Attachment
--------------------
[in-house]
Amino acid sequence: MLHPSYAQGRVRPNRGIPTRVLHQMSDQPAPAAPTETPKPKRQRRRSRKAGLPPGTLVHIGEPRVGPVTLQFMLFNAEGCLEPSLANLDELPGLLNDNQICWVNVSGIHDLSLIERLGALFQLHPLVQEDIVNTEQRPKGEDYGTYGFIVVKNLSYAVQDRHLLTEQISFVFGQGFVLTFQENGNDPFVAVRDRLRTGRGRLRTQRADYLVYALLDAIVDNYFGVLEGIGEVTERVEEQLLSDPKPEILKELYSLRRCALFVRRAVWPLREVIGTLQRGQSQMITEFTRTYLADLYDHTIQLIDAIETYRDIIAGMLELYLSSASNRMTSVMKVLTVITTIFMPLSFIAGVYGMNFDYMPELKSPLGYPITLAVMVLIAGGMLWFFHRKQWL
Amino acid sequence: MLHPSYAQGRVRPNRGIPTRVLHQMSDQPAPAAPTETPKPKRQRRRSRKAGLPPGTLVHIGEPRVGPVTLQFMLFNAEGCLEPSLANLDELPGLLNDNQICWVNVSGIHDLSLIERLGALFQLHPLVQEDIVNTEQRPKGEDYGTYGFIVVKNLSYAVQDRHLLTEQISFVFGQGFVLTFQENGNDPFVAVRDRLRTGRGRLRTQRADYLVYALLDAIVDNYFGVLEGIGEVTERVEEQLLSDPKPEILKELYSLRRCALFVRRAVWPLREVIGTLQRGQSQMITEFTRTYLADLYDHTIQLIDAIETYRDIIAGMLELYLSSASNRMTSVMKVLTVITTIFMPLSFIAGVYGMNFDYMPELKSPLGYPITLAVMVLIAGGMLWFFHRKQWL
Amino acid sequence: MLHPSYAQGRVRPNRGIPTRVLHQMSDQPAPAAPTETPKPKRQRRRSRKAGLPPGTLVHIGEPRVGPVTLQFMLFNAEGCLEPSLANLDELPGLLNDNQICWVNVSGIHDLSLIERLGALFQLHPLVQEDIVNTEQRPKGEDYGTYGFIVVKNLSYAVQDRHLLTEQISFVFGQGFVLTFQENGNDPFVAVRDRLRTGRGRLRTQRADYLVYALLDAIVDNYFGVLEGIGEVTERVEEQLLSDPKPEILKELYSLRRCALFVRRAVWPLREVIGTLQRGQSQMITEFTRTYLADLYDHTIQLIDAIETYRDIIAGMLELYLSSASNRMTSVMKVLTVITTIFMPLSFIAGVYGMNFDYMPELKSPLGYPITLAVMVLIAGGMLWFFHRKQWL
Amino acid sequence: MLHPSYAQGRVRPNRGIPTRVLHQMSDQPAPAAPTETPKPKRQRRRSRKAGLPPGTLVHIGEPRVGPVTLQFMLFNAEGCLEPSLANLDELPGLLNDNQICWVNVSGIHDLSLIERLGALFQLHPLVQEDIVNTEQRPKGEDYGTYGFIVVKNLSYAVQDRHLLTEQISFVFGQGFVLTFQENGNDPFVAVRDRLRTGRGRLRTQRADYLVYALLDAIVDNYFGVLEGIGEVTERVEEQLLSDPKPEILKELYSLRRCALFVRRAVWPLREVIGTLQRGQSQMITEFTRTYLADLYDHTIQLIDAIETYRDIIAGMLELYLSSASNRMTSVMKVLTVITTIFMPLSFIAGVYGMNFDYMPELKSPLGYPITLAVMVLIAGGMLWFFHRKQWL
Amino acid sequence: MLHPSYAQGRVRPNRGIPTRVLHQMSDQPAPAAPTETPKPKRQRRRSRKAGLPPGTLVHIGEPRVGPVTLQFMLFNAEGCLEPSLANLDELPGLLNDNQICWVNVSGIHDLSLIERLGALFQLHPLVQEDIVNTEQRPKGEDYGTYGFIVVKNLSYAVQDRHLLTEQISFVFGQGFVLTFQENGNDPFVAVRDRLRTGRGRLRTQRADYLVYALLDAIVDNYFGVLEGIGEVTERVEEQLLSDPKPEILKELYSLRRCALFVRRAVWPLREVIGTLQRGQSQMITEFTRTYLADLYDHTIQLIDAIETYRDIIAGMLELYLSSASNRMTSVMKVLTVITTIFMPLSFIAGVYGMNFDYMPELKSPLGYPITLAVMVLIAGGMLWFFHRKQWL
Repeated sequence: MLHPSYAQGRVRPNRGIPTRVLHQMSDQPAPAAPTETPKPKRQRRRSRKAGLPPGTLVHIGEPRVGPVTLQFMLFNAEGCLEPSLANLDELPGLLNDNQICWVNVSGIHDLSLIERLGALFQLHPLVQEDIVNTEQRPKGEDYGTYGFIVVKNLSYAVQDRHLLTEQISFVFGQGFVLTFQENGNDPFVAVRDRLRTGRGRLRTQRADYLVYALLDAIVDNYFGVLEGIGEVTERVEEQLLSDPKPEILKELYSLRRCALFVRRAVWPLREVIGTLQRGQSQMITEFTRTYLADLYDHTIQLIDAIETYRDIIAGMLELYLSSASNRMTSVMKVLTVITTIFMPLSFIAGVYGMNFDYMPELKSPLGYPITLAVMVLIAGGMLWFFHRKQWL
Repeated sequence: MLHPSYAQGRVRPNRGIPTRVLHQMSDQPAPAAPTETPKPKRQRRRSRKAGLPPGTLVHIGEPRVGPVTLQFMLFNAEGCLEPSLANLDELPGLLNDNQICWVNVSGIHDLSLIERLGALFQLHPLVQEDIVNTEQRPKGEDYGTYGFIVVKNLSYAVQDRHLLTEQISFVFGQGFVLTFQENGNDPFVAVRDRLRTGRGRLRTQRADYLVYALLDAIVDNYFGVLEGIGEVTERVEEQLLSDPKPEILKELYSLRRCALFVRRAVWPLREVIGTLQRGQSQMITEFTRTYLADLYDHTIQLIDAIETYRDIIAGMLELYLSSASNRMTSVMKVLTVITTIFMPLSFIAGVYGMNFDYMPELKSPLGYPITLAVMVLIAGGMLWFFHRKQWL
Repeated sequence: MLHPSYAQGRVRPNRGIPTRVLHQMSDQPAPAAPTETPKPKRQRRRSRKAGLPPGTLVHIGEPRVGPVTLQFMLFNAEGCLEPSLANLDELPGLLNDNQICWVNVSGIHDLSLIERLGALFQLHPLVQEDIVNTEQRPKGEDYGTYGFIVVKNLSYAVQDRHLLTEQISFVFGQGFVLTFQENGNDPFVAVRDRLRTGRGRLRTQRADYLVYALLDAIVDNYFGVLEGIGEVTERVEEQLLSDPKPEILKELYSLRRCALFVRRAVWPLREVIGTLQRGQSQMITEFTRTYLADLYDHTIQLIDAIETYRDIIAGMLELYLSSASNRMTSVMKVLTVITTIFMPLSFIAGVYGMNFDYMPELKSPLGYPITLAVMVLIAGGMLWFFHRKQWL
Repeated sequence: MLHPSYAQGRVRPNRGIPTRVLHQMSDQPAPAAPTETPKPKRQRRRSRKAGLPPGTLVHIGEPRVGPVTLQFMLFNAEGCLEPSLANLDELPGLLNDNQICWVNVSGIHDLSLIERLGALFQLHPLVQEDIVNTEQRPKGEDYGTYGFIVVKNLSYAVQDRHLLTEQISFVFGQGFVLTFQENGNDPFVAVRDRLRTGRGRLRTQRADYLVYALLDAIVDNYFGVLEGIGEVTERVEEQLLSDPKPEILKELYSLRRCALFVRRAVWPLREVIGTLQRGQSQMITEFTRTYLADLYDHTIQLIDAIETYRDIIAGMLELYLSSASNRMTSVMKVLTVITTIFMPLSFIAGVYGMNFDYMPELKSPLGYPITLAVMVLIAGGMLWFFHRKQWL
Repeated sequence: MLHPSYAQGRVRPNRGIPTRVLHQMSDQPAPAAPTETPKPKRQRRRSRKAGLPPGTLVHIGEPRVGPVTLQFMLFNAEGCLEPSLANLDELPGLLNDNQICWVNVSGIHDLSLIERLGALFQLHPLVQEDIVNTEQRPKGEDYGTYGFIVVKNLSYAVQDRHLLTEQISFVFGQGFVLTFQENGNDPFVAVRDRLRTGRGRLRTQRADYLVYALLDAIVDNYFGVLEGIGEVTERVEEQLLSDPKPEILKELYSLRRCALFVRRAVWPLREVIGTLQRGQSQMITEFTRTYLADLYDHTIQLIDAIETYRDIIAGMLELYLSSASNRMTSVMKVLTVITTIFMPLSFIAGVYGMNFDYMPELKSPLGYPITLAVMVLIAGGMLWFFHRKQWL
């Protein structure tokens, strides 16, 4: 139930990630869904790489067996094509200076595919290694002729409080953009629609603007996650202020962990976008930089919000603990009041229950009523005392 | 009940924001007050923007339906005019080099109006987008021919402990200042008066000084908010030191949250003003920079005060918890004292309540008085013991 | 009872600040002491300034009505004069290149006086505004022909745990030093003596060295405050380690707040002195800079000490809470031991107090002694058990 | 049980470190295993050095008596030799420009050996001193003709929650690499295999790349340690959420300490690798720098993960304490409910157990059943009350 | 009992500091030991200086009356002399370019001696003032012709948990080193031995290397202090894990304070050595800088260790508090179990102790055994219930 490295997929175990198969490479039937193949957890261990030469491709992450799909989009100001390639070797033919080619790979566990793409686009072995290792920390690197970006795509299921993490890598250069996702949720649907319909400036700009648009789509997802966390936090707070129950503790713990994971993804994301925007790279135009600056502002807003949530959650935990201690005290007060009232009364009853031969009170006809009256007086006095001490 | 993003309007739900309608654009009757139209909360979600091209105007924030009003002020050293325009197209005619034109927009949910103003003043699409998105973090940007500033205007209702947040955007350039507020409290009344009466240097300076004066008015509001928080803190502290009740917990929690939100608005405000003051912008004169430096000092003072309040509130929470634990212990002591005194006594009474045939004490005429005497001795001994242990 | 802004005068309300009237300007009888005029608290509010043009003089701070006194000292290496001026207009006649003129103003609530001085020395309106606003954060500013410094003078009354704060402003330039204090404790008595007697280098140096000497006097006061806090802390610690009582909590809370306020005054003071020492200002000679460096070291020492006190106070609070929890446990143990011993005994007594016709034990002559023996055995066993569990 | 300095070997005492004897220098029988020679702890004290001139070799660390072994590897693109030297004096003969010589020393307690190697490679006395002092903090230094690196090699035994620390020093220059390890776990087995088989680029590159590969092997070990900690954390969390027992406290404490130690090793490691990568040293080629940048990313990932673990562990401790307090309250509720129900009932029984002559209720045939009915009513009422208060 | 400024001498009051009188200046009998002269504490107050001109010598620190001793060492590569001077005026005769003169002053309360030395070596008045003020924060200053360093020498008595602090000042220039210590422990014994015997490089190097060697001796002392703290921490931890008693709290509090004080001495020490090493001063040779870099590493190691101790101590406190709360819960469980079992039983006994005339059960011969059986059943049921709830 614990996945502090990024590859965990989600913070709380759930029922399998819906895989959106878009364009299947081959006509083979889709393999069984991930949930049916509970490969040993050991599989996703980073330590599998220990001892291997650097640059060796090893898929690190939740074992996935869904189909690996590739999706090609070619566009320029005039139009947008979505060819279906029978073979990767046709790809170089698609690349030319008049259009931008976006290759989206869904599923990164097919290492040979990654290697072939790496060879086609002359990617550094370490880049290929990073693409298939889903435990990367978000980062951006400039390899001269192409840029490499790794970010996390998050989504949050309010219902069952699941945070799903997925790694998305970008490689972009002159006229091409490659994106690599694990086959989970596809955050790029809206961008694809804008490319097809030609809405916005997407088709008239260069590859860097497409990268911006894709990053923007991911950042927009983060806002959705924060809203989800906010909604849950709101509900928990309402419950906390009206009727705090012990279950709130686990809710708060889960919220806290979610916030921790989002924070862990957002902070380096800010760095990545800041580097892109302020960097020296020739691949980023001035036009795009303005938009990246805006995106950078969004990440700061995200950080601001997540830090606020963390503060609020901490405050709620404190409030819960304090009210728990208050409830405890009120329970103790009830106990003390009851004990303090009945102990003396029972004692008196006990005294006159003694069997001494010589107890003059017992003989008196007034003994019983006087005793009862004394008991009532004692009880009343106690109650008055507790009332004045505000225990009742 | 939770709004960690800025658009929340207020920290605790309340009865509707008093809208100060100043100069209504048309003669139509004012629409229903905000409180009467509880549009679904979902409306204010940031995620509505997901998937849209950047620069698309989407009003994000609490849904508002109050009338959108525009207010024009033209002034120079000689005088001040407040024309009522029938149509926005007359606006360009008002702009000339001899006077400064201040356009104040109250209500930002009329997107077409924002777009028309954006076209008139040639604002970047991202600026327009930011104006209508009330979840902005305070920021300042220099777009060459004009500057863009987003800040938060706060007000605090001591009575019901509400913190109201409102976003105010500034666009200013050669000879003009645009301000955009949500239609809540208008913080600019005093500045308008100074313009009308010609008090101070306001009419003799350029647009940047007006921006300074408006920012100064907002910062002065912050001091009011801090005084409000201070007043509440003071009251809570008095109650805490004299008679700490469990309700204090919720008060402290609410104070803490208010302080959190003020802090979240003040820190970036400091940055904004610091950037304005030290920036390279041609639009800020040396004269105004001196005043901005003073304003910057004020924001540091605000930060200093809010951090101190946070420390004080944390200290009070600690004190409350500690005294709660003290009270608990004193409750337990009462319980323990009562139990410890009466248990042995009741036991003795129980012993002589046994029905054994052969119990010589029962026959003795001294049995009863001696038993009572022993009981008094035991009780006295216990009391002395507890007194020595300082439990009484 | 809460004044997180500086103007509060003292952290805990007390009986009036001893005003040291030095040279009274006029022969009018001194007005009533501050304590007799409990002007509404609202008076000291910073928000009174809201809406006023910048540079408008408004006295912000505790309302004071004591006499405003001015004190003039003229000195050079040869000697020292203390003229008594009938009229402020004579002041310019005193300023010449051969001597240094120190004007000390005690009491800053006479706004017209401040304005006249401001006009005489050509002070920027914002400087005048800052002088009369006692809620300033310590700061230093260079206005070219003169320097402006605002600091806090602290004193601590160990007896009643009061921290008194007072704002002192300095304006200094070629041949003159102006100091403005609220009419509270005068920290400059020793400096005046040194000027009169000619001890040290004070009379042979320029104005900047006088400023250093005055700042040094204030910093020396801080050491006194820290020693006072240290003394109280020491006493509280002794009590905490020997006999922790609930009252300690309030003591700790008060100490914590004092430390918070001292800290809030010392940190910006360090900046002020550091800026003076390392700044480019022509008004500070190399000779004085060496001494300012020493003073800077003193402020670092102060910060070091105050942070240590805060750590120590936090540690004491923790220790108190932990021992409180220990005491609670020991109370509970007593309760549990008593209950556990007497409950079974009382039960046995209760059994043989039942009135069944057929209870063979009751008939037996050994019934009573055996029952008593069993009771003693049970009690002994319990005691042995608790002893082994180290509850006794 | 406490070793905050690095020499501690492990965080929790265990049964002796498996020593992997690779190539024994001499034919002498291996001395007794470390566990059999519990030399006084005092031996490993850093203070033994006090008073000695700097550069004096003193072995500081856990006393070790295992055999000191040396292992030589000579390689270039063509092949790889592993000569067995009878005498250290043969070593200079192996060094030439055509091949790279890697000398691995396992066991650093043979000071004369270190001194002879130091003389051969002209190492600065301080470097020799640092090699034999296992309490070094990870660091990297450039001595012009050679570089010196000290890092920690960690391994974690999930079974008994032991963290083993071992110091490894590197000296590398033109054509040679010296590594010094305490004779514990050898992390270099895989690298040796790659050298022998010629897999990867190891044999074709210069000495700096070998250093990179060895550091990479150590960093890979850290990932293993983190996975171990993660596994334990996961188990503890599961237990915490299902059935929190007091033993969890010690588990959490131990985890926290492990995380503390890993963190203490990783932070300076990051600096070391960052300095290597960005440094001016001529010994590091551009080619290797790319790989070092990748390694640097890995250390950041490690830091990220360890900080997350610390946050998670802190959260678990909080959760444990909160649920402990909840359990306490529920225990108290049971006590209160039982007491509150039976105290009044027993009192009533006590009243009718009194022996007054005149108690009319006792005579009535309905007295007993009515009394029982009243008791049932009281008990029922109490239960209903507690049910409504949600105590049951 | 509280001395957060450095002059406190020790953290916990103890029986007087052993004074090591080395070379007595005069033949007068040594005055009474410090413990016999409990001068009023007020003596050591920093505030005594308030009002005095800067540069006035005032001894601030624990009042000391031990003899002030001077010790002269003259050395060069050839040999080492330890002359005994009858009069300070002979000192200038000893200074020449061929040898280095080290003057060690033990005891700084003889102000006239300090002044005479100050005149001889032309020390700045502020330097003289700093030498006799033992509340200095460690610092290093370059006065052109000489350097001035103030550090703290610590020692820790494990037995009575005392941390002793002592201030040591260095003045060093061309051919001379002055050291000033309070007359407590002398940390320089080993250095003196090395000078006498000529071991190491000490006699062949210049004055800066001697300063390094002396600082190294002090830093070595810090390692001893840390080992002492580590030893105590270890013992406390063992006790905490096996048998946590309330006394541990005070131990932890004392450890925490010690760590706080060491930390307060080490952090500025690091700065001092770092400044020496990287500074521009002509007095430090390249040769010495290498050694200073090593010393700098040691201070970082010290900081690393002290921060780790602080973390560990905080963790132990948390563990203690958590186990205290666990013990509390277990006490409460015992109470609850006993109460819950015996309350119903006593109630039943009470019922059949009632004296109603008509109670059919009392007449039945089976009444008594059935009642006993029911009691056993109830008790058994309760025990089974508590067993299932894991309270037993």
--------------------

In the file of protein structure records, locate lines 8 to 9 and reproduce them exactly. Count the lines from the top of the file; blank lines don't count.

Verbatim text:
Repeated sequence: MLHPSYAQGRVRPNRGIPTRVLHQMSDQPAPAAPTETPKPKRQRRRSRKAGLPPGTLVHIGEPRVGPVTLQFMLFNAEGCLEPSLANLDELPGLLNDNQICWVNVSGIHDLSLIERLGALFQLHPLVQEDIVNTEQRPKGEDYGTYGFIVVKNLSYAVQDRHLLTEQISFVFGQGFVLTFQENGNDPFVAVRDRLRTGRGRLRTQRADYLVYALLDAIVDNYFGVLEGIGEVTERVEEQLLSDPKPEILKELYSLRRCALFVRRAVWPLREVIGTLQRGQSQMITEFTRTYLADLYDHTIQLIDAIETYRDIIAGMLELYLSSASNRMTSVMKVLTVITTIFMPLSFIAGVYGMNFDYMPELKSPLGYPITLAVMVLIAGGMLWFFHRKQWL
Repeated sequence: MLHPSYAQGRVRPNRGIPTRVLHQMSDQPAPAAPTETPKPKRQRRRSRKAGLPPGTLVHIGEPRVGPVTLQFMLFNAEGCLEPSLANLDELPGLLNDNQICWVNVSGIHDLSLIERLGALFQLHPLVQEDIVNTEQRPKGEDYGTYGFIVVKNLSYAVQDRHLLTEQISFVFGQGFVLTFQENGNDPFVAVRDRLRTGRGRLRTQRADYLVYALLDAIVDNYFGVLEGIGEVTERVEEQLLSDPKPEILKELYSLRRCALFVRRAVWPLREVIGTLQRGQSQMITEFTRTYLADLYDHTIQLIDAIETYRDIIAGMLELYLSSASNRMTSVMKVLTVITTIFMPLSFIAGVYGMNFDYMPELKSPLGYPITLAVMVLIAGGMLWFFHRKQWL